A Dried Herring, Please

I recently went back to my hometown in Queens for some grocery shopping. I stopped by a little shop in Rego Park where I was sure to find smoked salmon and Russian herring.

Bringing our shopping cart to the cashier, we were met with the usual question: Would you like anything else?

The tall sales-woman looked like a giant behind the cash register. She was elevated by a platform on the floor.

My mom, who seemed miniscule in relation to her, answered that she wanted a smoked salmon. Not too large and not too greasy.

The cashier, slightly taken aback, cringed her face. “Don’t you understand, young lady, that salmon is supposed to be big and fatty?” she spat in Russian.

This was the first in a very long time that I heard the native Russian tongue. At home, my family speaks a hybrid language, infused with words from Russia, Belarus, and Poland. I forgot the funny little things about the Russian dialect that always made me laugh. First, this lady, who was probably younger than my mom, called her a “young lady”. Addressing somebody as a “young person” is quite common in the language, but in the moment, when her tone was so sour and her face looked so disapproving, it seemed strange to use such a flattering phrase. The latter part of her sentence, however, was what really got me.

I chuckled at forgetting that “big and fatty salmon” was the standard amongst Russian Americans.

In an instant, my mom fell into the routines of Russian culture, where all ladies bickered if they shared differing views. She went on to tell the cashier about her profession in the medical field and that she knew the difference between food that was healthy or not.

With an unsatisfied expression, the lady went to look for a salmon. She soon returned and slammed it on the top of the scale.

Three pounds. Not bad.

“Anything else?”

“Yes, a herring,” my mom replied.

“Do you also want a dried one?”

Now, I wasn’t going to stand there and let my mom have all the fun.

“Yes, the driest and most lifeless one that you can find,” I answered.

What’s important to remember is that Russian herring, similar to the one sold in American supermarkets, is submerged in some form of oil. By nature, it has to be wet and somewhat greasy.

Our conversation was nothing but rubbish at this point, with each side ceaselessly trying to put the other down. It was pretty amusing, to see how even I changed my behavior when I was placed into that environment. If I was in an average store, I would not converse in such a way with the cashier, and I am sure that she would not speak with the same tone to her customer. It’s only when I descend to the basements of Russian supermarkets that I see the wild side come out of people. Perhaps it brings us back to the environment in which we grew up.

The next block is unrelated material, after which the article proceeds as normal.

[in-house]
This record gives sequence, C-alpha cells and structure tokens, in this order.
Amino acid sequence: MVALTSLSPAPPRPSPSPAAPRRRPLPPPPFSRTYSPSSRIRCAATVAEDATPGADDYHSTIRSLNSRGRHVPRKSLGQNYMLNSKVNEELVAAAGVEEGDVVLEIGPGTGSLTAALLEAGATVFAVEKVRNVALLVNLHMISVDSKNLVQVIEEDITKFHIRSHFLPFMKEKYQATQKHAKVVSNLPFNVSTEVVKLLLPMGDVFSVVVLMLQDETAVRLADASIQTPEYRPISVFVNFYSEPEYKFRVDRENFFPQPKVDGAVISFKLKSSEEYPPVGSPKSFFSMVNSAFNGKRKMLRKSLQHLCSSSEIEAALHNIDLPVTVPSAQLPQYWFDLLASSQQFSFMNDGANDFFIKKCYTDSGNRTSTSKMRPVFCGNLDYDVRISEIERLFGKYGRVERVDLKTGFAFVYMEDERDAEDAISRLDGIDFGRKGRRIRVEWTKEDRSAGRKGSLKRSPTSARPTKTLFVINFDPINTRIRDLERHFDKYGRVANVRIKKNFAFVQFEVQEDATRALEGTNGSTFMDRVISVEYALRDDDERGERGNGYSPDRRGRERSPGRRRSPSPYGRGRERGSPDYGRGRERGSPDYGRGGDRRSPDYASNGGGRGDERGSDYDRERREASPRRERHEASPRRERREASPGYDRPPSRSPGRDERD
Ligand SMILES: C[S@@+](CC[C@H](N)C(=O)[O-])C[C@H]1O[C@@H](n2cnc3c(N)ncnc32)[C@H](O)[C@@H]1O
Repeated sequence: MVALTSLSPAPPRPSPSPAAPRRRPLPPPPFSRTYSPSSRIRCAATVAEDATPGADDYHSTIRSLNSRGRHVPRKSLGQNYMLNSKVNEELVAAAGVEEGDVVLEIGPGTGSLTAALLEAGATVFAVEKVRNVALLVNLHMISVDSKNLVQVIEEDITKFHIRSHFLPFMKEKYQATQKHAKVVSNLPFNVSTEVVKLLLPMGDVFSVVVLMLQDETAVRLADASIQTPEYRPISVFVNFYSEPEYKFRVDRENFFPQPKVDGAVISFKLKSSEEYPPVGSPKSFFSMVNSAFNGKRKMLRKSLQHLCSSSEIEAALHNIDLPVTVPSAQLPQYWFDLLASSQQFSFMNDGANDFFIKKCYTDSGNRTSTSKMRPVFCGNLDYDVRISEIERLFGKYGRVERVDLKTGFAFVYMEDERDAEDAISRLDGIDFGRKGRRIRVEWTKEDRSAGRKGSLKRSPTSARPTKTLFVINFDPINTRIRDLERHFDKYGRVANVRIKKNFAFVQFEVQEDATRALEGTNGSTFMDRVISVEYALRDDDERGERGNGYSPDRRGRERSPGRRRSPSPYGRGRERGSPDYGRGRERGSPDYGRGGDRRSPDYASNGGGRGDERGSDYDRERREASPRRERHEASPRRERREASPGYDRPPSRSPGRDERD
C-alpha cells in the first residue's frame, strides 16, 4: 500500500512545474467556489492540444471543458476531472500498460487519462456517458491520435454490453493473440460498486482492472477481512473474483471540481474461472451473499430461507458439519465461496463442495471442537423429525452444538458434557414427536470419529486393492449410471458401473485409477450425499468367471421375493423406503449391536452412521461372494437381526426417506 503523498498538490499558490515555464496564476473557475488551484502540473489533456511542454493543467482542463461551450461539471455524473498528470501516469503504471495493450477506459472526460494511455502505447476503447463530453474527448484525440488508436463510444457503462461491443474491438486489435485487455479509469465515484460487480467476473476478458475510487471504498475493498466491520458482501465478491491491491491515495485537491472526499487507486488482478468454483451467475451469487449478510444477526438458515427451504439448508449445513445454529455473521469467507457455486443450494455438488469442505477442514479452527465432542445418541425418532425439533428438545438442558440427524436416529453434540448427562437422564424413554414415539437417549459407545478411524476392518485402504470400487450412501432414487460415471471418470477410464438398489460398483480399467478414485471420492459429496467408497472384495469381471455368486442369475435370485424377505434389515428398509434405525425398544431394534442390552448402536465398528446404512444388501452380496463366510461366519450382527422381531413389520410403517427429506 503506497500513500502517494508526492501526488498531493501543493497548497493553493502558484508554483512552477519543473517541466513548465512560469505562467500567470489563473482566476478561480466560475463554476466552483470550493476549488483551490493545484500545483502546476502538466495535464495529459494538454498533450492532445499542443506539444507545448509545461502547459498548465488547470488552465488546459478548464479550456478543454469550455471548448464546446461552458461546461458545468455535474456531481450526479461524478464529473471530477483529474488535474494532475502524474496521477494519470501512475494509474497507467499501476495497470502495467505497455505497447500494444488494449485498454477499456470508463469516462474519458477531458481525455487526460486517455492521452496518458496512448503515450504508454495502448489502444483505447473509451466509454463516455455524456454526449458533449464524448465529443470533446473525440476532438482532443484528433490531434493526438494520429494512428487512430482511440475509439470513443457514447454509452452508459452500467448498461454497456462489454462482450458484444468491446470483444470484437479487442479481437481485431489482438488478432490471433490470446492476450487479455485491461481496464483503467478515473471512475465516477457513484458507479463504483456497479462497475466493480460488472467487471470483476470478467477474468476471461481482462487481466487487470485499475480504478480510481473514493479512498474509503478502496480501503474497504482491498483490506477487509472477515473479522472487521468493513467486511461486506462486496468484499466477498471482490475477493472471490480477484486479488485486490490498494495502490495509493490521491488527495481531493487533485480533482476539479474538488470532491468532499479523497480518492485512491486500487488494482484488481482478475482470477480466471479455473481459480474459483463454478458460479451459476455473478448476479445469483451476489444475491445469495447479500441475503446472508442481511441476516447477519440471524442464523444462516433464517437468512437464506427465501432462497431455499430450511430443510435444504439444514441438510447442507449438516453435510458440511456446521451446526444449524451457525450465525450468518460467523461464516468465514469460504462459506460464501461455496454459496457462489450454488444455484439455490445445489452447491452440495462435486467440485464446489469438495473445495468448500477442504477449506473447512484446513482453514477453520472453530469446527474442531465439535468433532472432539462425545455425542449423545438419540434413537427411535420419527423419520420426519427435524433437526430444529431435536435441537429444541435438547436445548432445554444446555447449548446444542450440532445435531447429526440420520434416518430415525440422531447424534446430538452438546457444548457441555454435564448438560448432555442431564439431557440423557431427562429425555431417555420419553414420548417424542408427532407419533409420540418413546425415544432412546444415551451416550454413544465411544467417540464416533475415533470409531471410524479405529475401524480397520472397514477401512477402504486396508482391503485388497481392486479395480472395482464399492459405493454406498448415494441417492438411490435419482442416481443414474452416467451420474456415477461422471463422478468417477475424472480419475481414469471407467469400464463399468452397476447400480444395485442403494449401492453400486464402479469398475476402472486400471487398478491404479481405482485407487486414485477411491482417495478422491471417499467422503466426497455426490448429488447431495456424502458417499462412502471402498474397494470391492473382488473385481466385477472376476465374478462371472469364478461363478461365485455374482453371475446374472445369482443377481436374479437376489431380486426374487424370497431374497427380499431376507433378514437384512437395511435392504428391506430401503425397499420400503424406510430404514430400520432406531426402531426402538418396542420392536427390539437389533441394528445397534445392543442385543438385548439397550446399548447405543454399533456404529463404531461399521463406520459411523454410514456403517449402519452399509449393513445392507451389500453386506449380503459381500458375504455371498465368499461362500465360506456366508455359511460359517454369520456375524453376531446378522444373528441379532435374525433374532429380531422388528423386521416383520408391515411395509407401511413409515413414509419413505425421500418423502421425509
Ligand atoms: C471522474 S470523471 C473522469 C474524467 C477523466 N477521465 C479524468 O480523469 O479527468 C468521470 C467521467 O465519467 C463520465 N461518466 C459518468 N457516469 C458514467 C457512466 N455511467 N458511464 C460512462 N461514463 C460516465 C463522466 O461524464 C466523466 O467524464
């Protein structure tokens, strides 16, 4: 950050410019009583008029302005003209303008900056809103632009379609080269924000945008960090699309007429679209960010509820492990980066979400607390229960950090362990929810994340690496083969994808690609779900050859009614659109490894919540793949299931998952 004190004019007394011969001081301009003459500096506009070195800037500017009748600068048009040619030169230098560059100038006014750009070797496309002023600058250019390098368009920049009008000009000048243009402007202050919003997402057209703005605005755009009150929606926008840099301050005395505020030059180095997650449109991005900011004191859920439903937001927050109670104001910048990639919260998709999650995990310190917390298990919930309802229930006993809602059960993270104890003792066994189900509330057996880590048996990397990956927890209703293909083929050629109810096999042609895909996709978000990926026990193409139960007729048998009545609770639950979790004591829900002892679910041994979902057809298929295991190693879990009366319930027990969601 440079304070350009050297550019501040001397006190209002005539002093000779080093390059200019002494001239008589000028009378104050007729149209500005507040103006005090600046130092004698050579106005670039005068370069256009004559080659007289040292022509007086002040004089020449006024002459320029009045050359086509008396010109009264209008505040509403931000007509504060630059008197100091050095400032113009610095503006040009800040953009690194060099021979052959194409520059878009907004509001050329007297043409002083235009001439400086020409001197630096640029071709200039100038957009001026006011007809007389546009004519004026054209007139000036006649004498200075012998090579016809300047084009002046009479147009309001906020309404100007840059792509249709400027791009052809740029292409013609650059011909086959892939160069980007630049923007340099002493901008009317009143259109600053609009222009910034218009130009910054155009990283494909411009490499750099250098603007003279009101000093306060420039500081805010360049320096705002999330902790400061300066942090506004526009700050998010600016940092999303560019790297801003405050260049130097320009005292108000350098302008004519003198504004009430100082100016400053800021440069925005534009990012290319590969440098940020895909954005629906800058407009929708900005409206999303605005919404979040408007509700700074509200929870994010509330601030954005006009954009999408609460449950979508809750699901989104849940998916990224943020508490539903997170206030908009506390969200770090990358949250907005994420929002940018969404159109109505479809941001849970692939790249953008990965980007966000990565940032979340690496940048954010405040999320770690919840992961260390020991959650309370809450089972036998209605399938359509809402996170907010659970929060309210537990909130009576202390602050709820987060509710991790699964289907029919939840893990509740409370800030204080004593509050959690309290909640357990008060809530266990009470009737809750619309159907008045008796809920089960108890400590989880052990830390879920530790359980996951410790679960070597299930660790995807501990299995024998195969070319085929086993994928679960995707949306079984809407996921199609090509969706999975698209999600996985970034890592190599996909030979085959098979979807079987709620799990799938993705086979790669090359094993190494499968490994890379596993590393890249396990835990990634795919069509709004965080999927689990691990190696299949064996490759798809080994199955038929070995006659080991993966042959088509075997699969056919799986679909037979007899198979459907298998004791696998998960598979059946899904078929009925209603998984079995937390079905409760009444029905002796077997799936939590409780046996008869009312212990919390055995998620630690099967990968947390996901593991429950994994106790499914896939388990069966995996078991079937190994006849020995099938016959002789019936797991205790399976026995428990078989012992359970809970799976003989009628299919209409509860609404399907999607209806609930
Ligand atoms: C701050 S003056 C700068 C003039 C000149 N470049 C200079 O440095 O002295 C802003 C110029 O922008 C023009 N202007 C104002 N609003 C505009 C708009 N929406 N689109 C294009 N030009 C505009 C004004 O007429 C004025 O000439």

Assimilating to the American culture may be the dream, although full of toil and hard work. After being in the United States for twelve years, I had the firm belief that my family and I were fully integrated. It came as a surprise that lapsing back to our original behavior, even for a moment, was so easy and thoughtless.

People can adjust and change, but at their root, they always stay the same.

A russian herring.
Image provided by www.g20eats.blogspot.com

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6 Responses to A Dried Herring, Please

  1. Sifan Shen says:

    First of all, i loved the dialogue in this piece. It’s vivid and humorous. The dry herring joke is witty and funny. Secondly, I’m amazed at the scene when the sales-women slams the 3-pound smoked Salmon on the top of the scale. It really shows the arrogance of this character. It’s fascinating to hear this young sales-woman calling your mother “young lady”. Perhaps she wants to appear more authority. She seems to talk with a professor’s tone, addressing customers as “young lady”. Anyway, i found it interesting.

  2. rubinsammy says:

    I feel the same way! Some times I believe my family has integrated to the American culture. At other times, I still feel like we are the immigrants on the block.

    We buy food at American and Russian supermarkets.

    My family is not into herrings. But we are into caviar. That’s the only seafood we eat. Also, it is completely different from your family.

  3. Professor Bernstein says:

    A lively piece –I loved the exchange. I loved the fat and greasy herring! Funny and true, too.

  4. Yeuk San Shen says:

    The shift between culture is very interesting. I think I do this once in a while too– except that it is between Chinese and American culture. But I think people now try to incorporate their own definition of American culture with their own norms and values.

  5. Joseph Maugeri says:

    I like how you didn’t let your mom have all the fun. Tell that cashier who’s boss. It gives a nice glimpse into Russian culture and it is very interesting.

  6. tejjybear says:

    The type of conversation you had is similar to one I once had with a man in an Indian grocery store. He questioned my knowledge of Punjabi, and I promptly dismissed him. I don’t like it when people assume we don’t know anything of our cultures because we have assimilated too much, because it’s simply not true. I really enjoyed reading this piece, and can really relate to it.

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